Long the scourge of developing countries, fake pills are now increasingly common in the United States. The explosion of Internet commerce, coupled with globalization and increased pharmaceutical use has led to an unprecedented vulnerability in the U.S. drug supply. Today, an estimated 80% of our drugs are manufactured overseas, mostly in India and China. Every link along this supply chain offers an opportunity for counterfeiters, and increasingly, they are breaking in. In 2008, fake doses of the blood thinner Heparin killed 81 people worldwide and resulted in hundreds of severe allergic reactions in the United States. In 2012, a counterfeit version of the cancer drug Avastin, containing no active chemotherapy ingredient, was widely distributed in the United States. In early 2013, a drug trafficker named Francis Ortiz Gonzalez was sentenced to prison for distributing an assortment of counterfeit, Chinese-made pharmaceuticals across America. By the time he was arrested, he had already sold over 140,000 fake pills to customers.
Even when the U.S. system works, as it mostly does, consumers are increasingly circumventing the safeguards. Skyrocketing health care costs in the U.S. have forced more Americans to become “medical tourists” seeking drugs, life-saving treatments and transplants abroad, sometimes in countries with rampant counterfeit drug problems and no FDA. Bitter Pills will heighten the public’s awareness about counterfeit drugs, critically examine possible solutions, and help people protect themselves. Author Muhammad H. Zaman pays special attention to the science and engineering behind both counterfeit and legitimate drugs, and the role of a “technological fix” for the fake drug problem. Increasingly, fake drugs affect us all.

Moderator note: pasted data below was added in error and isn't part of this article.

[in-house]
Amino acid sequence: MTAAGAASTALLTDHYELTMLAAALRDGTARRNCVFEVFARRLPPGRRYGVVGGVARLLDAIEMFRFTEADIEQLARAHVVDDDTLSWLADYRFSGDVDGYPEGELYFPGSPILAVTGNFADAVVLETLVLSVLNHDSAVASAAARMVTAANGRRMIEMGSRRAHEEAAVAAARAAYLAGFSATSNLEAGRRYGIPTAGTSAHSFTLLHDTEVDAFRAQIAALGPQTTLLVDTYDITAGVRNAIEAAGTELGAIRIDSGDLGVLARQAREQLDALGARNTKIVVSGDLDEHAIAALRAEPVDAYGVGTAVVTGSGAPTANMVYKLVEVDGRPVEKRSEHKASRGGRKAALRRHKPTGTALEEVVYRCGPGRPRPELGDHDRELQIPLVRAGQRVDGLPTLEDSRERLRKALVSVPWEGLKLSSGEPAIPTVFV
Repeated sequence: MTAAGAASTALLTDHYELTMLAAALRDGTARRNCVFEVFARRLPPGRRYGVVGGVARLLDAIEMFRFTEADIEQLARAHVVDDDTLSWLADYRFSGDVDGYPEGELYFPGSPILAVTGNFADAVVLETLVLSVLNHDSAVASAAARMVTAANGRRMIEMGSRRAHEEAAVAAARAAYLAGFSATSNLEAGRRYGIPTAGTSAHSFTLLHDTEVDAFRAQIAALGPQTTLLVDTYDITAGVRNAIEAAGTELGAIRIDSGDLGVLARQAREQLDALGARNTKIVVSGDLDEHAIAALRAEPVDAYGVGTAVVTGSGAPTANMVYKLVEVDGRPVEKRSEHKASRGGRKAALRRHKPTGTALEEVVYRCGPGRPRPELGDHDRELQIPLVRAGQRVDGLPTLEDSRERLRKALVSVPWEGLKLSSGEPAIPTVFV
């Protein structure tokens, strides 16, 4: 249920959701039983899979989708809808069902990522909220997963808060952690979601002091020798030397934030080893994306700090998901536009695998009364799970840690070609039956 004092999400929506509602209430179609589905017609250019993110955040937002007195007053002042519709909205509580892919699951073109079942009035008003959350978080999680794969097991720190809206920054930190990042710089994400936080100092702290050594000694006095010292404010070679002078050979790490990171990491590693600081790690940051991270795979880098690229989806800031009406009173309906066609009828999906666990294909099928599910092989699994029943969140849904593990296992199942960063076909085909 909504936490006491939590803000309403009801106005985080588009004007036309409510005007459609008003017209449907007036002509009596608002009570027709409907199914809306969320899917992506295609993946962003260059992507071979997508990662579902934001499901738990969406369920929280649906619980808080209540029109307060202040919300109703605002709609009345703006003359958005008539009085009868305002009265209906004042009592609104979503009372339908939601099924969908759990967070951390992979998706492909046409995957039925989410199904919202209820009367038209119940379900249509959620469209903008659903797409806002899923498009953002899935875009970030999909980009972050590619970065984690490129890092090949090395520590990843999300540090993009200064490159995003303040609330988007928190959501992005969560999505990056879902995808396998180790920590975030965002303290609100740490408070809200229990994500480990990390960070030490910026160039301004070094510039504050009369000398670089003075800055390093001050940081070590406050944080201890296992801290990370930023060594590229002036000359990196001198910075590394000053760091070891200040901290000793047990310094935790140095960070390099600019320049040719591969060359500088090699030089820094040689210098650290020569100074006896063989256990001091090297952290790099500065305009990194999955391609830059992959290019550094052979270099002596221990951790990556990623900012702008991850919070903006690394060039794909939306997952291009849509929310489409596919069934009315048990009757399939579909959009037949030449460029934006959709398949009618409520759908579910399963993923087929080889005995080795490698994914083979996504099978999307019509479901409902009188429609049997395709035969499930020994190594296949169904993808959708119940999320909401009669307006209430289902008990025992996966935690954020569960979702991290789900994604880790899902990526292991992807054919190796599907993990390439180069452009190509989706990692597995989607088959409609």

Harvard Book Store, 1256 Massachusetts Avenue, Cambridge, MA
Co-sponsored with the Harvard Book Store and made possible through the generosity of the Asia Center
Thu, Apr 12, 2018 at 04:15pm
Thu, Apr 12, 2018 at 06:00pm
Tariq Modood is the Founding Director, Research Centre for the Study of Ethnicity and Citizenship, Bristol University
In 1997, the Runnymede Trust in London recognized Tariq Modood’s alternative definition of Islamophobia as anti-Muslim racism in the context of a multicultural society. Since then, this definition has emerged as the dominant interpretation of Islamophobia in the social sciences and public discourse alike. In this presentation, Modood will argue that Islamophobia and Muslim studies should not marginalize Muslims as a group that stands apart from the society within which they live in. Instead, they should be recognized as an integral part of a multicultural community.
Co-sponsored by the Center for European Studies
Wed, Apr 11, 2018 at 04:00pm
Wed, Apr 11, 2018 at 05:30pm
SAI SEMINAR SERIES
Gustav Papanek, President of the Boston Institute for Developing Economies; Professor of Economics Emeritus, Boston University
Chair: Tarun Khanna, Jorge Paulo Lemann Professor, Harvard Business School; Director, SAI
Partition left Pakistan almost bereft of manufacturing – importing most consumer goods, including matches, soap, cloth and yarn, and virtually all machinery. Gustav Papanek will discuss how Pakistan, in 15 short years, developed the industrial entrepreneurs who turned the country from one without industry into a significant exporter of manufactured goods.
Mon, Apr 9, 2018 at 12:00pm
Mon, Apr 9, 2018 at 02:00pm
Soz-A Ballad of Maladies
Tushar Madhav, Director: A Ballad of Maladies
Sarvnik Kaur, Writer: A Ballad of Maladies
Chair: Ashutosh Varshney, Sol Goldman Professor of International Studies and the Social Sciences and Professor of Political Science at Brown University
This film is a portrait of poets, musicians, and artists who have turned their art into weapons of resistance during periods of heightened state repression and violence in Indian-administered Kashmir. By evoking the collective memory of a people and unwinding threads of their folk history, the featured artists and musicians in this film negotiate with questions of survival, resistance, and freedom – all deeply embroiled in the complex conflict of Kashmir.
Lunch will be served.
Possible through the generosity of the Asia Center.